Thursday, February 4, 2010

worth a look

Sprague's pipit

Here is a miscellany of some items on bird conservation and grassland that have come to my attention recently:

If you have yet to read Margaret Atwood's article on bird conservation in the Manchester Guardian, you should take a minute and do so. A wonderful and cogent essay worth reading no matter how much you think you know about the issues. Here is a link.

Here is a recent article from The Minot Daily News, quoting local bird people on the state of birds in their part of the plains.

The University of Wisconsin Extension (why is it that much of the most advanced stuff on grassland preservation and restoration comes from Wisonsin--could it be the influence of Leopold?) has a posted an attractive and helpful document that outlines the benefits of rotational grazing for grassland birds.

A study in Kansas shows that the military does a decent job of looking after native grassland as far as bird diversity goes. A recent item in Mother Jones online, entitled, "No More Bison? Try Tanks" explains.

Of course on the Canadian Plains, we've always known that the military has been conserving some of the wildest remnants of native grassland. Canadian Forces Base Suffield is a vital link in our tenuous chain back to the original biodiversity of the northern Great Plains. However, as this paper shows, the recent increase in natural gas infill drilling at Suffield is harming both Sprague's pipit and Baird's sparrow--two northern plains endemics. The number of wells at Suffield doubled and in some spots quadrupled between the 1990s and 2003 and the study, led by Canadian Wildlife Service's Brenda Dale, shows that these two declining species decrease sharply when well density goes up.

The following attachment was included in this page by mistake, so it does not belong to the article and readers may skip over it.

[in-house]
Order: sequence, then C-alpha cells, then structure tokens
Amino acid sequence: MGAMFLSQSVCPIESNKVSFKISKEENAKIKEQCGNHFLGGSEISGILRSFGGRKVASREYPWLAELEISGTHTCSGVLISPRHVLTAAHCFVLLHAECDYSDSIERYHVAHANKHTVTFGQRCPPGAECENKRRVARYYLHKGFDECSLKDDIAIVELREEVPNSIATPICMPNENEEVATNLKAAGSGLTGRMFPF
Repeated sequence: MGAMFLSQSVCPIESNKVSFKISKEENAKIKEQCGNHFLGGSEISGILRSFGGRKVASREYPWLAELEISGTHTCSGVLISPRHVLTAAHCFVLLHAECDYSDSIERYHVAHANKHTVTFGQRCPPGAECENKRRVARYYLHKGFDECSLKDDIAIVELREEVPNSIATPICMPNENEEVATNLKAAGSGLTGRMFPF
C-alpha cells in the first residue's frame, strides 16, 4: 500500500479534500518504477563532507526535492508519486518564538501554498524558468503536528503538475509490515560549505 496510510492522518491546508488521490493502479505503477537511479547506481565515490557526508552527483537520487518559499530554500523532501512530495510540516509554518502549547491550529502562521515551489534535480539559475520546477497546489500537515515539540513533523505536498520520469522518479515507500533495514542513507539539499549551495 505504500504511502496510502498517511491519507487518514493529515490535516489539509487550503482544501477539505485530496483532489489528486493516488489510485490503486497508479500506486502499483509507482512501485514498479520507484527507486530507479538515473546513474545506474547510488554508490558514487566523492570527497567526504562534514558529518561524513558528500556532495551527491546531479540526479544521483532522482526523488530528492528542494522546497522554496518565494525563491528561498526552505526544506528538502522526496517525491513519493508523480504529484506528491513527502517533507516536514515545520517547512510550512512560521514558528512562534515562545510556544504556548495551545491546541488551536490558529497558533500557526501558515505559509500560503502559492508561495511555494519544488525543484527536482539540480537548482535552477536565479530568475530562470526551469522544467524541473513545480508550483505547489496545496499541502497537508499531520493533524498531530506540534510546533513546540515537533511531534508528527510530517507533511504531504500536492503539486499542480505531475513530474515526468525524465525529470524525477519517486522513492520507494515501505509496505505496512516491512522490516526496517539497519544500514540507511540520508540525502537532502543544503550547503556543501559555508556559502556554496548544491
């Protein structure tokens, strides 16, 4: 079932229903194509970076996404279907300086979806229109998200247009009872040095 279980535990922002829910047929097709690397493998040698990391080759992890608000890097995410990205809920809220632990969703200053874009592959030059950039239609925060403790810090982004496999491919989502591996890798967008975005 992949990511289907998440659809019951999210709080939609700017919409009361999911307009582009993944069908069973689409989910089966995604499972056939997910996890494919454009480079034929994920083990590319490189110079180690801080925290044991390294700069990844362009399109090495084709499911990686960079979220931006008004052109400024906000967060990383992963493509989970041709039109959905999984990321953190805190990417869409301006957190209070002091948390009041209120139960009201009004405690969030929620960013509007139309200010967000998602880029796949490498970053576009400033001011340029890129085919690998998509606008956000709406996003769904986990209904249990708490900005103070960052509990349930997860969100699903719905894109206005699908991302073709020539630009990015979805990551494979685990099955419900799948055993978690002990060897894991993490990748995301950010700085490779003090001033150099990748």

Finally, here is a publication from the American agency, Natural Resources Conservation Service, demonstrating that conserving grassland and grazing it sustainably is important not merely for biodiversity but for the health of the entire planet. One of the best ways to capture carbon from the air and lock it into the soil is to maintain what they call "high producing vegetative forages in a grazing system."

No comments:

Post a Comment

Share this post

Get widget